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From Gamers to Doctors?

New research shows that surgeons could learn a thing or two from video-gamers.

By Sara Goudarzi

Robotic surgery requires doctors to use their hands and keep an eye on a monitor, similar to playing a video game. (istockphoto.com)  

Do video games rot your brain? Not really—even if some adults like to say they do. In fact, some skills gained from playing video games can actually help your brain. A new study suggests young gamers perform better than medical school students in robotic-surgery simulations.

Researchers wanted to see if the skills video gamers develop are useful for surgery—especially robotic surgery, which uses computers to perform precise movements during difficult operations. Just as video games require players to have good hand-eye coordination, robotic surgery requires doctors to simultaneously use their hands and keep an eye on a monitor. Robotic systems then carry out the movements that human hands would do.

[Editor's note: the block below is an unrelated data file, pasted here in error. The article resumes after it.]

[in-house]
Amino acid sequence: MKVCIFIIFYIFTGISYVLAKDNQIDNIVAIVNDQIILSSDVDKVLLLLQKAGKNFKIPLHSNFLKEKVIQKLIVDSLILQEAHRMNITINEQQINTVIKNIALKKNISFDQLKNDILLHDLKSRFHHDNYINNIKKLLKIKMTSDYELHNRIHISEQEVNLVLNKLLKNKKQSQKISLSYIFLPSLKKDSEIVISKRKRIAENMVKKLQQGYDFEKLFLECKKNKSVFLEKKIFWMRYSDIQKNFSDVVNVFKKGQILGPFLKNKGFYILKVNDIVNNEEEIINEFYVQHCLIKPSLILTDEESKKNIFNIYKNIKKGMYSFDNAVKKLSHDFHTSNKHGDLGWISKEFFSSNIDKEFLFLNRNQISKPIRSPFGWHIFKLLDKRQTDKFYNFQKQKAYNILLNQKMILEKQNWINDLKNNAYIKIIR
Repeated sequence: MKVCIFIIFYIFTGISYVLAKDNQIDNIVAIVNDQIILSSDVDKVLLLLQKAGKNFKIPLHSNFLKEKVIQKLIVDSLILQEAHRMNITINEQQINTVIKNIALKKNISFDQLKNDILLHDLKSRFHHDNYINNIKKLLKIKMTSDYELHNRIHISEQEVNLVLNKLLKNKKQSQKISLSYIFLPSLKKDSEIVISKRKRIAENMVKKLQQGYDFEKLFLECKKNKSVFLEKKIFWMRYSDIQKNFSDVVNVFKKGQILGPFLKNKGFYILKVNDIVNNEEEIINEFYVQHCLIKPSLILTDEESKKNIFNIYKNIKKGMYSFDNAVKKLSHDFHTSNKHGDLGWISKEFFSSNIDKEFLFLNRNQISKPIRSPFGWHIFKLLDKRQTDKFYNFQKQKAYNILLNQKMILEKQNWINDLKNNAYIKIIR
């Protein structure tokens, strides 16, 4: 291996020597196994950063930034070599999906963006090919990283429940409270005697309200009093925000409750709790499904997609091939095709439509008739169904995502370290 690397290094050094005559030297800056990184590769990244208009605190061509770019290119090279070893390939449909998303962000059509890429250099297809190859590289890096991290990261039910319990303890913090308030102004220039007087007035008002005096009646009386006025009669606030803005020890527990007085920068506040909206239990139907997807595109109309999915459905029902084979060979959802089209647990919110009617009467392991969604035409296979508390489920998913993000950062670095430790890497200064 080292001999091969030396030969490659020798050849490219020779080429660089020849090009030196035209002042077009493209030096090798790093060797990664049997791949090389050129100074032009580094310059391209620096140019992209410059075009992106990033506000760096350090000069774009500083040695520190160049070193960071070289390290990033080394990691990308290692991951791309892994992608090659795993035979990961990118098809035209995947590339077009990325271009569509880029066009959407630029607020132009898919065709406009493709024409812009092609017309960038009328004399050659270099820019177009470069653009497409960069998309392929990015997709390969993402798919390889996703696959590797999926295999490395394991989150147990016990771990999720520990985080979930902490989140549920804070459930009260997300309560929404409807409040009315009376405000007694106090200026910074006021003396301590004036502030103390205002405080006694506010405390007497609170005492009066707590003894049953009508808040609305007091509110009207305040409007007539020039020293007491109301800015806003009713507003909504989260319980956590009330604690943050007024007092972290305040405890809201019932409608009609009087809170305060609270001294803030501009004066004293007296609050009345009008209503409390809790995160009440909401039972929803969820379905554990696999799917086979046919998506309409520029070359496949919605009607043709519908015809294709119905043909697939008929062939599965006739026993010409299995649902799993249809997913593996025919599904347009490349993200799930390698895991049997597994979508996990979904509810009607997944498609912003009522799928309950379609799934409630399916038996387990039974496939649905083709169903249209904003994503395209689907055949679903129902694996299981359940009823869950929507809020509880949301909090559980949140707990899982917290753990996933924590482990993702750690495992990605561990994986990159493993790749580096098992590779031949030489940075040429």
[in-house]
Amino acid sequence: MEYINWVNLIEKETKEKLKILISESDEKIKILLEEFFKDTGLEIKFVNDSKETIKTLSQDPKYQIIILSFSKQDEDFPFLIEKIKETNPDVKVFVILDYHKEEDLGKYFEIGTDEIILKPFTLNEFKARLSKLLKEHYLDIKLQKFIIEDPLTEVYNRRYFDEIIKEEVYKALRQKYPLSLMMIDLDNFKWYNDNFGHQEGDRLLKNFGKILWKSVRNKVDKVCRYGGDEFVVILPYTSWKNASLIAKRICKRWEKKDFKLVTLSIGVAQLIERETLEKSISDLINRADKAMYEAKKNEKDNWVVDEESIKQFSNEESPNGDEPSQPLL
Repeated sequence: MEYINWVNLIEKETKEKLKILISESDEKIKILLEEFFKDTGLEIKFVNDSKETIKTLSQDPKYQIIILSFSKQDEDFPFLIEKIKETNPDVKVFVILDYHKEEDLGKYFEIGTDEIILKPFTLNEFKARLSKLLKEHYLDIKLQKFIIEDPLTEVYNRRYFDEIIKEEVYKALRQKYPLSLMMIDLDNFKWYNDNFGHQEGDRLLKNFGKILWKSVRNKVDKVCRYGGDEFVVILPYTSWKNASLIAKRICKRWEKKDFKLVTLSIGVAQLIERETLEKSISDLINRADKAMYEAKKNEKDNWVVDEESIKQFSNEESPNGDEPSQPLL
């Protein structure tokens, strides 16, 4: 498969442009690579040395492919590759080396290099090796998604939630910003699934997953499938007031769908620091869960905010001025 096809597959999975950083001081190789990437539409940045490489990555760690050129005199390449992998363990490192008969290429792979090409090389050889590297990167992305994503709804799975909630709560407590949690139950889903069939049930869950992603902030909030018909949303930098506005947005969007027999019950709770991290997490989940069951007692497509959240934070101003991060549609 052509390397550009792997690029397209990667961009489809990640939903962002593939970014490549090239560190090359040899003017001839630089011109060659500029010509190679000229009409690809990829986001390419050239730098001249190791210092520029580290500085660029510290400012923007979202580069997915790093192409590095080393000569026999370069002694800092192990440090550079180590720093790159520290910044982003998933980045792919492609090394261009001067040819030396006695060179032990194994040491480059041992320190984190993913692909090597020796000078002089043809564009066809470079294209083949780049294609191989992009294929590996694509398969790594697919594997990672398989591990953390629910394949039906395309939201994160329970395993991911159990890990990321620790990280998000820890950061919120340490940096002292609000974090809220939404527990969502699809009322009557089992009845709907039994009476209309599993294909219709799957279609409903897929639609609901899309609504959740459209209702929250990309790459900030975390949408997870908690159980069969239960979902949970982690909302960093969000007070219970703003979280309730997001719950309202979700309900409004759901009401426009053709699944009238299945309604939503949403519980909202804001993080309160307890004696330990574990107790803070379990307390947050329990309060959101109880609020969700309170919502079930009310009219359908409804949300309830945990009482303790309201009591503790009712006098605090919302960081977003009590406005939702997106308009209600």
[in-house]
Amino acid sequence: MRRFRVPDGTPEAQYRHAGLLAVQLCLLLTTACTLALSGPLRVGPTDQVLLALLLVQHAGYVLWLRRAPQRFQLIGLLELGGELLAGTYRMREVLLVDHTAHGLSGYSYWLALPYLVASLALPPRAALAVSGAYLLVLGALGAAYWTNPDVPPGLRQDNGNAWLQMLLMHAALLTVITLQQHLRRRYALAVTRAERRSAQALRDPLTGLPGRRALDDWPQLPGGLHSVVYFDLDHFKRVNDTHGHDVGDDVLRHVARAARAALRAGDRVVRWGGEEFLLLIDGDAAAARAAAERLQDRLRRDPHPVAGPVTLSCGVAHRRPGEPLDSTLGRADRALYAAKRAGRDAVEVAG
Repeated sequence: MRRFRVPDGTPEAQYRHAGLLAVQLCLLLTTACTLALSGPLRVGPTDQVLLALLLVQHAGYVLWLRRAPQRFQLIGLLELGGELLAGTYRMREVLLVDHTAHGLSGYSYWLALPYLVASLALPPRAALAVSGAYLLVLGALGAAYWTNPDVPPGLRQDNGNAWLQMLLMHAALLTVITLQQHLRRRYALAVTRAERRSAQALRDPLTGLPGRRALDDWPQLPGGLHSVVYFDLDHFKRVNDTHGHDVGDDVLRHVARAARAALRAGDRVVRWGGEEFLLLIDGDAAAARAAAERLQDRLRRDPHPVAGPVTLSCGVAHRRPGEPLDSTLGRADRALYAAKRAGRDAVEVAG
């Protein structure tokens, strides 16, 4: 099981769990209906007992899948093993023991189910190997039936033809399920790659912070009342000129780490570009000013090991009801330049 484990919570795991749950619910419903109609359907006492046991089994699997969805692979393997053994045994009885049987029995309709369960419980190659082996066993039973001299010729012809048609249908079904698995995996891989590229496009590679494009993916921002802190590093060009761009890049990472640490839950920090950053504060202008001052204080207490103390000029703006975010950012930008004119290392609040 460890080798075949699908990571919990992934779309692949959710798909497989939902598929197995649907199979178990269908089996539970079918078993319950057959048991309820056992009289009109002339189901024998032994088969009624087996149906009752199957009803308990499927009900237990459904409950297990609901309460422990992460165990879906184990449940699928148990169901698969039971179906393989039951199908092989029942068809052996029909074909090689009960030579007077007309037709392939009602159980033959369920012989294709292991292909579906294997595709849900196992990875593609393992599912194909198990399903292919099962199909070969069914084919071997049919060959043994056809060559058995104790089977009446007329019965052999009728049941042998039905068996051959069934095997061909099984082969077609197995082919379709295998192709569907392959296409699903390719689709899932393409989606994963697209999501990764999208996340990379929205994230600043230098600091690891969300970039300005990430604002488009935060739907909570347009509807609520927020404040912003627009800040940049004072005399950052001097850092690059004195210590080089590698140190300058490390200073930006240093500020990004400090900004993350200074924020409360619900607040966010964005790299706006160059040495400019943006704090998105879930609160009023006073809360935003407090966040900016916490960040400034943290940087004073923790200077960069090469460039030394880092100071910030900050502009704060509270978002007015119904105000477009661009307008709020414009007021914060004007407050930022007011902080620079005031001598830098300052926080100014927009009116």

“The inspiration for this study first developed when I saw my son, an avid video-game player, take the reins of a robotic-surgery simulator at a medical convention,” says Sami Kilic of the University of Texas Medical Branch at Galveston. “With no formal training, he was immediately at ease with the technology and the types of movements required to operate the robot.”

Kilic and his colleagues compared the robotic-surgery simulation skills of medical-school residents with those of high school and college students who spent two to four hours each day playing video games. In tasks like passing a needle or lifting instruments with a robotic arm, gamers had equal or better hand-eye coordination and hand skills than the medical students. The researchers found that gamers who played up to two hours of video games per day performed best.

Studies like these may help medical schools develop new ways to train future generations of surgeons, Kilic suggests.

“As we see students with enhanced…hand-eye coordination that are a result of the technologically savvy world they are immersed in,” Kilic says, “we should rethink how best to teach this generation.”

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